Missing from the debate around Haspel’s confirmation is the role of the institution in which the torture took place. Indeed, the CIA has emerged from the debate on Haspel’s role relatively unscathed. Moreover, rather than broadening the national discourse to reflect critically on an agency that has (and still does) conduct massive acts of state violence, the CIA’s foundational structures have escaped public scrutiny.
In his book Killing Hope: US Military and CIA Interventions Since World War II,William Blum documents an extensive history of the CIA’s state violence abroad that includes torture. The CIA, far from being just an intelligence-gathering organization, has contributed to massive unrest in other countries and inflicted horrendous violence on them. While some may argue that the torture in a historical context was not done as openly and overtly, and that torture during the “war on terror” was more transparent, when it comes to accountability for the crimes committed, there has been no discernible difference. In other words, being privy to actions of the CIA has had no significant bearing on the extent to which the CIA actually faces consequences.
The CIA’s role in political unrest across the globe led the Senate Select Intelligence Committee to conduct an investigation into this intelligence agency and others in 1975. The investigation and subsequent report produced several recommendations such as increased congressional oversight. Though this was clearly a positive attempt to curb the power of intelligence agencies, the brutal torture that occurred decades later and without congressional approval demonstrates just how much power the CIA has amassed. Furthermore, the inability to hold accountable those who actually commit the abuses allows the agent to hide behind the agency and the agency to evade responsibility.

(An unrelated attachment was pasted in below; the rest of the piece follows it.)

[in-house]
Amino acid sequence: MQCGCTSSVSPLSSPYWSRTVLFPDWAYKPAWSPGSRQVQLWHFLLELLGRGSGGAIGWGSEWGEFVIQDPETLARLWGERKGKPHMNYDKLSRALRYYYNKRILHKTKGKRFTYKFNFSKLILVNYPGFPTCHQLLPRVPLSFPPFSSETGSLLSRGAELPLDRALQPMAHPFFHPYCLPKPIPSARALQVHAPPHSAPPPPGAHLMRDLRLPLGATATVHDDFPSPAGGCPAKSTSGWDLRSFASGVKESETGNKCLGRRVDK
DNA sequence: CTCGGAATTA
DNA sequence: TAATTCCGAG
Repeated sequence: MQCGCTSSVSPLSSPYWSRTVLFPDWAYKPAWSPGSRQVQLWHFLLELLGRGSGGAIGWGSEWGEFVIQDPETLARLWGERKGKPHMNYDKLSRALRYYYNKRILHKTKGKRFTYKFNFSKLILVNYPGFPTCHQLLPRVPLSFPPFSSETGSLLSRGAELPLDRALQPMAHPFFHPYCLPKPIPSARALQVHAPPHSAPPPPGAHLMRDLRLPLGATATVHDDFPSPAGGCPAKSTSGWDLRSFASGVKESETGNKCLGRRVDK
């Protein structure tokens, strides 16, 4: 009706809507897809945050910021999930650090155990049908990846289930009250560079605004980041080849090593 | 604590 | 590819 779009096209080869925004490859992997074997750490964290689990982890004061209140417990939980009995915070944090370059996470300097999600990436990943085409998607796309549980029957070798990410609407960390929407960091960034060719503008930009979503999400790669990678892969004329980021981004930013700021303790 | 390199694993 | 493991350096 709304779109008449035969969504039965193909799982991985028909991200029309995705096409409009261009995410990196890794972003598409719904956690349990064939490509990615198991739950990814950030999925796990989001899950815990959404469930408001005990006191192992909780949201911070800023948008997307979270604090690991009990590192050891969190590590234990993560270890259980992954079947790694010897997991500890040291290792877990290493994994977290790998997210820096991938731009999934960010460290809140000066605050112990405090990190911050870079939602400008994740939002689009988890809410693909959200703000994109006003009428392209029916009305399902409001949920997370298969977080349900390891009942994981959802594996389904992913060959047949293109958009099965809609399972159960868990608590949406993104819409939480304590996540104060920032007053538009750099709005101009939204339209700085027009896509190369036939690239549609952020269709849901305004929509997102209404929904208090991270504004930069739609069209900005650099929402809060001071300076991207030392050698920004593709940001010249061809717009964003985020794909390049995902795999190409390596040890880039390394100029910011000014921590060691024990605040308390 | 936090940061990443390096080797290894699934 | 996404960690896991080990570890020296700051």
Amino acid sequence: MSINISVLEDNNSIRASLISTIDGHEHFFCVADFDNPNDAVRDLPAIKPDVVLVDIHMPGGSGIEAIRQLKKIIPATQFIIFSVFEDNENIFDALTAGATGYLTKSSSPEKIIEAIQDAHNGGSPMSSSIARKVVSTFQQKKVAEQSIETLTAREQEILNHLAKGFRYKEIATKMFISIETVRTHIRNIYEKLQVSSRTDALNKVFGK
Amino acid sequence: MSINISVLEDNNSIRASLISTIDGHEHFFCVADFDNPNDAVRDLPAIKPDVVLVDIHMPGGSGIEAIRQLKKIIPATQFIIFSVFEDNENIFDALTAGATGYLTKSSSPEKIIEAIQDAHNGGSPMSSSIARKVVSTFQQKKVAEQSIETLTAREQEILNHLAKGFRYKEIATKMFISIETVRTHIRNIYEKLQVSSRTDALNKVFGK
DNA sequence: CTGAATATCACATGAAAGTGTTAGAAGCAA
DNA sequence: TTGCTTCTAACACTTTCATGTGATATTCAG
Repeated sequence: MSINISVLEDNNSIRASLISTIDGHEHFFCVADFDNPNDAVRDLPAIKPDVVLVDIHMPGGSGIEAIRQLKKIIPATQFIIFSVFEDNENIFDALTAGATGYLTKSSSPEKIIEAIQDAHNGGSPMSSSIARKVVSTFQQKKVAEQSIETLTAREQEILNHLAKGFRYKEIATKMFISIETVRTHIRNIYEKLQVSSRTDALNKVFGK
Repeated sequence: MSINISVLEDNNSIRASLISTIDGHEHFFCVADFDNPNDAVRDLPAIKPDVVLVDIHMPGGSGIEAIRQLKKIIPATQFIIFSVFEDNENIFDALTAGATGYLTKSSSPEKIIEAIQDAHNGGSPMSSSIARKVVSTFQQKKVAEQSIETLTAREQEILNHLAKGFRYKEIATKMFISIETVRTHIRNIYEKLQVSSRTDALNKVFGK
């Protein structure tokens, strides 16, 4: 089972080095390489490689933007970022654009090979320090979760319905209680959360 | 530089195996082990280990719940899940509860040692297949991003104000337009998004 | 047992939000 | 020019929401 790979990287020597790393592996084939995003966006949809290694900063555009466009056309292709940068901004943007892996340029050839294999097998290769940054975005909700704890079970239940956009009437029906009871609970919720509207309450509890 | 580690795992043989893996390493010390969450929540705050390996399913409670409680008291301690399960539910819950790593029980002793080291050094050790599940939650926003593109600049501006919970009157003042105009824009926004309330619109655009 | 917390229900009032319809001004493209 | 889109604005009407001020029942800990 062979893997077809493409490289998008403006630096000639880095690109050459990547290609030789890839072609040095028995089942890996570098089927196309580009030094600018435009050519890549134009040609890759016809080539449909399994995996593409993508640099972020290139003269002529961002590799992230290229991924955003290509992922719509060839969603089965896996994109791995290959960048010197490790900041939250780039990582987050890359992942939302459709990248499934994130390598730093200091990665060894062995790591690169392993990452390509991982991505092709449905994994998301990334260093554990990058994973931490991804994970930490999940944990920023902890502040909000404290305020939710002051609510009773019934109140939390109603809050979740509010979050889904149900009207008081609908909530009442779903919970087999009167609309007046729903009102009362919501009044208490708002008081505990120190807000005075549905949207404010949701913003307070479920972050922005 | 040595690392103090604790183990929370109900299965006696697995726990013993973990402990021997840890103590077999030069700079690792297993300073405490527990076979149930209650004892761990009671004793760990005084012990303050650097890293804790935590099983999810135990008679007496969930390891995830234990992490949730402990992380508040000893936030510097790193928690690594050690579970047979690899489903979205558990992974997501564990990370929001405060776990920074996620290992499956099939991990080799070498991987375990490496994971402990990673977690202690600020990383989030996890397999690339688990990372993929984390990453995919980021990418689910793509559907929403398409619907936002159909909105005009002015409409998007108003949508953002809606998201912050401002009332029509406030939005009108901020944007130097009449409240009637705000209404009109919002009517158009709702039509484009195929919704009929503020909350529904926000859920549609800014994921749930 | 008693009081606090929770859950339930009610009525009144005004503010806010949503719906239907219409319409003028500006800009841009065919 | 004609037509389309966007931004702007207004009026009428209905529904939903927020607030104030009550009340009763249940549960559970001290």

One Step Forward, 10 Steps Back
With Gina Haspel confirmed, a lack of accountability for anyone involved in the torture apparatus thus far, and a president overtly in favor of torture, the question that seems appropriate to ask is: To what extent will this abuse of human rights re-emerge as an explicit counterterrorism tactic? It seems assured that given the circumstances, the question is not if, but when. This doesn’t mean that torture will never go accounted for, but that it may be left in the hands of survivors, such as Suleiman Abdullah Salim, Mohamed Ahmed Ben Soud and the estate of the late Gul Rahman, who sued CIA contracted psychologists James Mitchell and Bruce Jessen for their development of the specific torture tactics used by the CIA, to gain some semblance of rights.
In order to actually reckon with torture, we must recognize that US history is riddled with it. Furthermore, if the rule of law is truly a principle that the US adheres to, then it should be noted that forgiveness for crimes against humanity is not what strengthens the rule of law. Rather, accountability is. If the United States is truly interested in reckoning with torture and pursuing justice, then we must continually ask what mechanisms should be implemented to hold torturers accountable, regardless of Haspel’s confirmation. And we must ask these questions not only to make our country more ethical, but also because those who have suffered irreparable damage from our actions are owed answers. Perhaps one day, our vision of justice will include our victims, because only then can we truly say we’ve reckoned with our past.